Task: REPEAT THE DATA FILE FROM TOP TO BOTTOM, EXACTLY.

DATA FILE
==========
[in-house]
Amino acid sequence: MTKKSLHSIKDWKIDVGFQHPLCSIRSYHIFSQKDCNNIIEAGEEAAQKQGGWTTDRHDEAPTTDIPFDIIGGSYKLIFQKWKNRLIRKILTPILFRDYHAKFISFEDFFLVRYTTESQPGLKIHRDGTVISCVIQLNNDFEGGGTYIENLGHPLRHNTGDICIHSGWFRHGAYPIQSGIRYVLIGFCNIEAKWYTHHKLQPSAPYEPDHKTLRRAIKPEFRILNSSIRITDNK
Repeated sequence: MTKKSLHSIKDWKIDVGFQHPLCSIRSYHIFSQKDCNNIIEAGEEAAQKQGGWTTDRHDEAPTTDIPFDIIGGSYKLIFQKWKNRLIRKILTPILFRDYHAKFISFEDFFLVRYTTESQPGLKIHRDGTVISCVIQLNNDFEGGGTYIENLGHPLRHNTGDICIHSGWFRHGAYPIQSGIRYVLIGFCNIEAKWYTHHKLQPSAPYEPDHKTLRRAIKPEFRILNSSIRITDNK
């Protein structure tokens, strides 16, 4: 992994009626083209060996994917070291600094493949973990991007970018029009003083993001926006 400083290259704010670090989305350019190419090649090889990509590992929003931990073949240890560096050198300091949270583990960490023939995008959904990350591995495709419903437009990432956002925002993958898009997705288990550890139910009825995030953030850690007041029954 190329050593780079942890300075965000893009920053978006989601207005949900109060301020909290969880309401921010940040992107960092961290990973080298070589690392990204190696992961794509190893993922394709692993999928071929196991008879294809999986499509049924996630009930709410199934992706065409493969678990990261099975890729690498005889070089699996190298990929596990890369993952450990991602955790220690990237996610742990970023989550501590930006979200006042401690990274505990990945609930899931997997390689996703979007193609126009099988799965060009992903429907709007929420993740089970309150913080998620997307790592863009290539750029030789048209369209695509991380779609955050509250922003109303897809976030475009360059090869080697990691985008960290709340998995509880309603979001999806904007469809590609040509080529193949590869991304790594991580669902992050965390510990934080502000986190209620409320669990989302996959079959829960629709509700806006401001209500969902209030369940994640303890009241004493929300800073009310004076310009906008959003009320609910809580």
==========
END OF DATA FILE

[in-house]
Amino acid sequence: MTKKSLHSIKDWKIDVGFQHPLCSIRSYHIFSQKDCNNIIEAGEEAAQKQGGWTTDRHDEAPTTDIPFDIIGGSYKLIFQKWKNRLIRKILTPILFRDYHAKFISFEDFFLVRYTTESQPGLKIHRDGTVISCVIQLNNDFEGGGTYIENLGHPLRHNTGDICIHSGWFRHGAYPIQSGIRYVLIGFCNIEAKWYTHHKLQPSAPYEPDHKTLRRAIKPEFRILNSSIRITDNK
Repeated sequence: MTKKSLHSIKDWKIDVGFQHPLCSIRSYHIFSQKDCNNIIEAGEEAAQKQGGWTTDRHDEAPTTDIPFDIIGGSYKLIFQKWKNRLIRKILTPILFRDYHAKFISFEDFFLVRYTTESQPGLKIHRDGTVISCVIQLNNDFEGGGTYIENLGHPLRHNTGDICIHSGWFRHGAYPIQSGIRYVLIGFCNIEAKWYTHHKLQPSAPYEPDHKTLRRAIKPEFRILNSSIRITDNK
């Protein structure tokens, strides 16, 4: 992994009626083209060996994917070291600094493949973990991007970018029009003083993001926006 400083290259704010670090989305350019190419090649090889990509590992929003931990073949240890560096050198300091949270583990960490023939995008959904990350591995495709419903437009990432956002925002993958898009997705288990550890139910009825995030953030850690007041029954 190329050593780079942890300075965000893009920053978006989601207005949900109060301020909290969880309401921010940040992107960092961290990973080298070589690392990204190696992961794509190893993922394709692993999928071929196991008879294809999986499509049924996630009930709410199934992706065409493969678990990261099975890729690498005889070089699996190298990929596990890369993952450990991602955790220690990237996610742990970023989550501590930006979200006042401690990274505990990945609930899931997997390689996703979007193609126009099988799965060009992903429907709007929420993740089970309150913080998620997307790592863009290539750029030789048209369209695509991380779609955050509250922003109303897809976030475009360059090869080697990691985008960290709340998995509880309603979001999806904007469809590609040509080529193949590869991304790594991580669902992050965390510990934080502000986190209620409320669990989302996959079959829960629709509700806006401001209500969902209030369940994640303890009241004493929300800073009310004076310009906008959003009320609910809580």